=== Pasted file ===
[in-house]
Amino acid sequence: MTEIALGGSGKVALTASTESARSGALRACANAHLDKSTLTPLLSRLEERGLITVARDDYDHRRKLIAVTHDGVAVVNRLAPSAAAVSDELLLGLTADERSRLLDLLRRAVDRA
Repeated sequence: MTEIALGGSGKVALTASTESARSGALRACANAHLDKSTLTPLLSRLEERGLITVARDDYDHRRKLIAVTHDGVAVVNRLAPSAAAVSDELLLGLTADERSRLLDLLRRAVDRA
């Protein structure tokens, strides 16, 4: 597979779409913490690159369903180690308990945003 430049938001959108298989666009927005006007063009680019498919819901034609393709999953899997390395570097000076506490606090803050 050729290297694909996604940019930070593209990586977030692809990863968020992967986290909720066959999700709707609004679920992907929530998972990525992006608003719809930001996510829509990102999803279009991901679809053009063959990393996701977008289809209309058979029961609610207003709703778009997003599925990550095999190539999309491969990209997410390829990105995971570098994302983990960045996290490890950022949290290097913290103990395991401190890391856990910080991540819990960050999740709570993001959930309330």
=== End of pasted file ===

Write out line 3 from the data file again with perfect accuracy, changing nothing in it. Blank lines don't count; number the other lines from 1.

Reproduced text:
Repeated sequence: MTEIALGGSGKVALTASTESARSGALRACANAHLDKSTLTPLLSRLEERGLITVARDDYDHRRKLIAVTHDGVAVVNRLAPSAAAVSDELLLGLTADERSRLLDLLRRAVDRA